Spotify now has 515 million monthly active users (MAUs), up 5% from the previous quarter and up 22% from the corresponding period last year.
This is the first time Spotify has claimed a user base of more than half a billion users, with 210 million premium subscribers and 317 million on the ad-supported plan.
This represents a 40% paid-to-free listener ratio, a ratio that appears to be declining. By comparison, Spotify’s premium subscribers made up 46% of the total user base in 2019, down to 45% in 2020, 44% in 2021, and 43% last year.
It’s not clear how many premium subscribers might move to the free ad-supported tier due to the economic downturn, but it’s clear that Spotify’s ad-supported user base is moving faster than its premium subscribers.
However, this does not translate into ad-supported revenue. Spotify’s numbers show that while ad revenue was up 17% year-over-year, it was actually down 27% from the previous quarter, with total revenue down 4% (though down 14% year-on-year increases). year basis).
The company acknowledged that revenue growth was below expectations due to “macro-related variability in our advertising business.”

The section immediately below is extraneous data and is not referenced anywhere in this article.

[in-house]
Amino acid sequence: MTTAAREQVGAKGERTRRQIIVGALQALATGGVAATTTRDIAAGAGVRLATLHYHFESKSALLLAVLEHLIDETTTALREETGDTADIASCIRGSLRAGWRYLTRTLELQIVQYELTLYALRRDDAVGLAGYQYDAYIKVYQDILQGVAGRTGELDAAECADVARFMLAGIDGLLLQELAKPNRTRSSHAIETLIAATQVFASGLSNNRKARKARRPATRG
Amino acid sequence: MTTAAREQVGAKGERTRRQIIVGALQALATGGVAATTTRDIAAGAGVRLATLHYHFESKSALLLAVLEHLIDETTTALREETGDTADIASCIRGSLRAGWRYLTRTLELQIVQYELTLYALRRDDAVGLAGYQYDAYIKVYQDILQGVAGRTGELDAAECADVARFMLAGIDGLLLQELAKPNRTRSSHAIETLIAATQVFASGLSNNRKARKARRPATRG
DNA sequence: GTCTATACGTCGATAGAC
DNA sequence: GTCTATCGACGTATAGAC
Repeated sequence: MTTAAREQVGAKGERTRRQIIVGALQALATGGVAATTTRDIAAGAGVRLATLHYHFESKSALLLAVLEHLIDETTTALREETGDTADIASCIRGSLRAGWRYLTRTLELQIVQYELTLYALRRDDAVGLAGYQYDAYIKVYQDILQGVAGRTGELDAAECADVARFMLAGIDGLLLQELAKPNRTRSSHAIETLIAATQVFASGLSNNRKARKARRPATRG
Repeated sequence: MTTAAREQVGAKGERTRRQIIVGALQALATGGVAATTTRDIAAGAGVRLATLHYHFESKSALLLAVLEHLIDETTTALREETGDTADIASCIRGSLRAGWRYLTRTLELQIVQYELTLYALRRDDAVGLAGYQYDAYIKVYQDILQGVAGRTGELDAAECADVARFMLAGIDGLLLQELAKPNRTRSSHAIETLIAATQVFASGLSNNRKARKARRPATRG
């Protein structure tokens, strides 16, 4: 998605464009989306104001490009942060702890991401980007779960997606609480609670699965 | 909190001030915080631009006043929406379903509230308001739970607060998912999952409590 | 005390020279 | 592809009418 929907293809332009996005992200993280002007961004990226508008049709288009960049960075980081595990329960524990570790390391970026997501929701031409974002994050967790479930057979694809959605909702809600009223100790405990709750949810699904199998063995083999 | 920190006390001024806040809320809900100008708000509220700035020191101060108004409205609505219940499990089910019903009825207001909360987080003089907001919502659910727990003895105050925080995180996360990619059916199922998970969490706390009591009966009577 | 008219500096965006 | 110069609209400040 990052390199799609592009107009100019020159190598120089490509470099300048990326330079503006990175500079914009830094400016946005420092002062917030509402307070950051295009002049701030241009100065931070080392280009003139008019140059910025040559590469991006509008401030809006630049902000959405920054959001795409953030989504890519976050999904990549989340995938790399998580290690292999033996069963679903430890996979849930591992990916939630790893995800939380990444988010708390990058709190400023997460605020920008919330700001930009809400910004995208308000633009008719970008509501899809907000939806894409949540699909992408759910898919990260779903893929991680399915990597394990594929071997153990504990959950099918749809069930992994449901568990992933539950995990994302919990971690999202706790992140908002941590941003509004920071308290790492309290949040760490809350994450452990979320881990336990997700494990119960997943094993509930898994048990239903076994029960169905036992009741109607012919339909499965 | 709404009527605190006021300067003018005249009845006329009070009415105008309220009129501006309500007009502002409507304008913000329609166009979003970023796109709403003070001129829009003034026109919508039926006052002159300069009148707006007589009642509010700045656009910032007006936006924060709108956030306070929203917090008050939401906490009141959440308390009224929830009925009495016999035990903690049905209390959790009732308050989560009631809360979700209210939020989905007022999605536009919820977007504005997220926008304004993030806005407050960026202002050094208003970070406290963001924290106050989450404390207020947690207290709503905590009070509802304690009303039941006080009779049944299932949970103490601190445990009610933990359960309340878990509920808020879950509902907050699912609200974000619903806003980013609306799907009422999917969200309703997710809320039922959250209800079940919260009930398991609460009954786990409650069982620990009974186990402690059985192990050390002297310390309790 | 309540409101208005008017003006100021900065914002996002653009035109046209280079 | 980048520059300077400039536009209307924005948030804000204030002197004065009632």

However, Spotify is keen to highlight that its MAUs grew by a total of 26 million users versus an expectation of 15 million, making it the largest net growth in the first quarter and the second largest quarterly growth in its history. If only it could convert more of them into premium subscribers.
Another notable conclusion from the shareholder report for the first quarter of 2023 relates to the operating losses. While losses this time around were an improvement over the last quarter (€156 million versus €231 million in Q4 2022), the company forecasts this trend to continue, forecasting €129 million in operating losses for Q2 2023.